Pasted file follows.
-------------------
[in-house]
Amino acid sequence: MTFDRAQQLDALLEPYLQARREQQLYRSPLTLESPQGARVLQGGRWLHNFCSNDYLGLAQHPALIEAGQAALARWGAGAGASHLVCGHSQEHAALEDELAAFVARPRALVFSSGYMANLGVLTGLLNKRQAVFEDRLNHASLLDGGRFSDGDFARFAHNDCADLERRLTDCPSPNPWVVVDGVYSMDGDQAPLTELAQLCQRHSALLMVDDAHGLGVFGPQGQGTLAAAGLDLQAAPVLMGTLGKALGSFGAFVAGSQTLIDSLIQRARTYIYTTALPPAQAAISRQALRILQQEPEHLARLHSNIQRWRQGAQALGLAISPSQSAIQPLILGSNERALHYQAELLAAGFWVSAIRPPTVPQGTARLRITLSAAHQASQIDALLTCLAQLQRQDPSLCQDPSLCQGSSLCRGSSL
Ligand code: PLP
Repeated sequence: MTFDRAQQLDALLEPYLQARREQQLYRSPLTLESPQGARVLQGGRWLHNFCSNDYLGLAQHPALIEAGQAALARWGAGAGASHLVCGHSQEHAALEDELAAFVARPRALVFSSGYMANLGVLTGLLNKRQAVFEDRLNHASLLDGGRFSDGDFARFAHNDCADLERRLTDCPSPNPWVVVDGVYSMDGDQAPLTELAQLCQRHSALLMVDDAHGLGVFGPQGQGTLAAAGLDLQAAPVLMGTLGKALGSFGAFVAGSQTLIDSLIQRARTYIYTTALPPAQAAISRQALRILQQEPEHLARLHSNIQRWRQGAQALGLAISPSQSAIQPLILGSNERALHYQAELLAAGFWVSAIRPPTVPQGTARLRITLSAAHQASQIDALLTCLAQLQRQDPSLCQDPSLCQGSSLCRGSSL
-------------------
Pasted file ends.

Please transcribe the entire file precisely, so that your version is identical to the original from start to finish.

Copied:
[in-house]
Amino acid sequence: MTFDRAQQLDALLEPYLQARREQQLYRSPLTLESPQGARVLQGGRWLHNFCSNDYLGLAQHPALIEAGQAALARWGAGAGASHLVCGHSQEHAALEDELAAFVARPRALVFSSGYMANLGVLTGLLNKRQAVFEDRLNHASLLDGGRFSDGDFARFAHNDCADLERRLTDCPSPNPWVVVDGVYSMDGDQAPLTELAQLCQRHSALLMVDDAHGLGVFGPQGQGTLAAAGLDLQAAPVLMGTLGKALGSFGAFVAGSQTLIDSLIQRARTYIYTTALPPAQAAISRQALRILQQEPEHLARLHSNIQRWRQGAQALGLAISPSQSAIQPLILGSNERALHYQAELLAAGFWVSAIRPPTVPQGTARLRITLSAAHQASQIDALLTCLAQLQRQDPSLCQDPSLCQGSSLCRGSSL
Ligand code: PLP
Repeated sequence: MTFDRAQQLDALLEPYLQARREQQLYRSPLTLESPQGARVLQGGRWLHNFCSNDYLGLAQHPALIEAGQAALARWGAGAGASHLVCGHSQEHAALEDELAAFVARPRALVFSSGYMANLGVLTGLLNKRQAVFEDRLNHASLLDGGRFSDGDFARFAHNDCADLERRLTDCPSPNPWVVVDGVYSMDGDQAPLTELAQLCQRHSALLMVDDAHGLGVFGPQGQGTLAAAGLDLQAAPVLMGTLGKALGSFGAFVAGSQTLIDSLIQRARTYIYTTALPPAQAAISRQALRILQQEPEHLARLHSNIQRWRQGAQALGLAISPSQSAIQPLILGSNERALHYQAELLAAGFWVSAIRPPTVPQGTARLRITLSAAHQASQIDALLTCLAQLQRQDPSLCQDPSLCQGSSLCRGSSL